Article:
Electromobility continues to gain momentum globally, as the Center of Automotive Management (CAM) states in its latest industry study. In the second quarter, sales of electric cars increased in many places against the overall trend.
For the study, the team at the Center of Automotive Management (CAM) headed by Stefan Bratzel compiled the new registration figures for the most important electric automotive markets in the first and second quarters of 2019. The survey covers China, the USA, Norway, Germany, Great Britain, France and the Netherlands.
One of the core statements of the studies will not change in the foreseeable future: China remains the number one electric car market – and that is unchallenged. But there is too much movement behind this compared to the first quarter: Measured by the cumulative approvals of BEV and PHEV, Germany has overtaken Norway and is thus the third-largest electric vehicle market in the world, when measured in sales and not electric cars per populace. In France, electric vehicle approvals have also risen sharply, with the neighbouring country displacing Great Britain from fifth place.
Regarding the numbers: Electric mobility is still booming in China. Compared to the first half of 2018, sales rose again by 52 per cent, from 412,000 electric vehicles to 628,000. This means that in the second quarter 329,000 more vehicles were sold than in the first quarter. At that time, 299,000 vehicles were sold.
Measured in terms of sales figures, the USA remains the second-largest market with 149,000 electric vehicles (2018: 124,000). While sales in China grew by the 52 per cent mentioned above, those in the USA “only” grew by 20 per cent.
The exchange of places behind this between Germany and Norway is interesting from two points of view: the German electric vehicle market is growing steadily (compared with 2018 from 34,000 to 48,000 vehicles, an increase of 41 per cent). Since the overall market is stagnating (only a plus of 0.5 per cent), electric vehicle growth is impressive. Norway is also continuing to grow, but its speed has slowed somewhat: the figures have risen by 22 per cent to 44,000 vehicles. This means that in the second quarter 20,600 electric vehicles were sold, even less than in the first quarter (23,400).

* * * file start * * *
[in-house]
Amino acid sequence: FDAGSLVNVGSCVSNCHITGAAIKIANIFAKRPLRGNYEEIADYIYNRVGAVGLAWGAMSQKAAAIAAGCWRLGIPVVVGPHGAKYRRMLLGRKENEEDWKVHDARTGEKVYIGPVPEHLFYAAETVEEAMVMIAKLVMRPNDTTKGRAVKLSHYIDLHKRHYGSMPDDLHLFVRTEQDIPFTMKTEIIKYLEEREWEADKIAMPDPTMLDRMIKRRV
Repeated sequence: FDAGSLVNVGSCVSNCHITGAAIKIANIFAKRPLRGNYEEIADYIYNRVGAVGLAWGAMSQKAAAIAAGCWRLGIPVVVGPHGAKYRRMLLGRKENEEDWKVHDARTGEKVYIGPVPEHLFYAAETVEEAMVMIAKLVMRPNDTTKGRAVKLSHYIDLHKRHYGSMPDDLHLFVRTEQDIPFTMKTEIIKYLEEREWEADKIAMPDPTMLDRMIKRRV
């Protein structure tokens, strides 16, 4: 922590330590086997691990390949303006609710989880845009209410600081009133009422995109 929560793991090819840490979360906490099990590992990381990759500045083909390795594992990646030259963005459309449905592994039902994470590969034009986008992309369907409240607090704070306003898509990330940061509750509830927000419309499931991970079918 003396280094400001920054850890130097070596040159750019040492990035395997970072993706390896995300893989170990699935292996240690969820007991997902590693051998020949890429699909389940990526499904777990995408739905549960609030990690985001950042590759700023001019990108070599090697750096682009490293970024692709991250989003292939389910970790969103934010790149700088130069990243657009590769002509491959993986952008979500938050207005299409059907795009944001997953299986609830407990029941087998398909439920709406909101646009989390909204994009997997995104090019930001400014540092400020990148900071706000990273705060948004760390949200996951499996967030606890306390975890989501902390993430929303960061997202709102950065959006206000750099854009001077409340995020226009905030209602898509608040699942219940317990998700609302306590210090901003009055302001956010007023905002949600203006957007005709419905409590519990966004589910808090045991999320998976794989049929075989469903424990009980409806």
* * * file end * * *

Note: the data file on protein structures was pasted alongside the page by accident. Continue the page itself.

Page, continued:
The second interesting point is that while Norway is slowing in growth, Germany still has to catch up with further market shares. In the first quarter, 61 per cent of new registrations in Norway were electric vehicles. The Scandinavians were not quite able to maintain this record level, but with 56.2 per cent in the first half of the year, such a market share is still unmatched internationally. Although Germany can also look forward to growth, it’s market share is low at 2.6 per cent (2018: 1.8 per cent). So the joy of having overtaken Norway as the third-largest market has a pale aftertaste.
In addition, the diesel market in Germany has continued to stabilize. According to CAM, diesel engines accounted for 33 per cent of new registrations in the first half of the year – up from 32.1 per cent in 2018. The increase in electric vehicle registrations in Germany is mainly due to battery-electric cars. These have increased by 80 per cent to 31,000 vehicles, while the plug-in hybrids with 16,500 vehicles have even lost 0.9 per cent.
According to the CAM, the exchange of places between France and Great Britain can be attributed to two trends: In France, electric vehicle registrations increased by 38 per cent to 29,000 vehicles – of which 73% are BEV and 27% PHEV. The second cause is Great Britain itself: In the Brexit environment, the entire car market there lost 3.4 per cent, while electric vehicles were hit even harder by the poor mood with a loss of 7 per cent. The electric vehicle market share in Great Britain fell from 2.2 to 2.1 per cent.
There are completely different figures from the Netherlands: Electric mobility is growing rapidly there. Although the overall market lost 10.4 per cent in the first half of the year, the Dutch bought 20,000 electric cars – an increase of 122 per cent! Of the 20,000 vehicles, 17,400 were BEV, the CAM attributes this growth primarily to the introduction of the Tesla Model 3. The influence on the overall market is also enormous: the market share of electric cars has shot up from 3.6 to 8.9 per cent compared to 2018.
“Electric mobility is about to make a breakthrough in the core markets of the automotive industry, and we expect this to happen from 2020,” says Bratzel about the study results. It is remarkable that electric vehicle sales are already able to cope with a generally declining overall market. The momentum is based on the pure electric vehicles market, while the sales figures for plug-in hybrids are currently declining.
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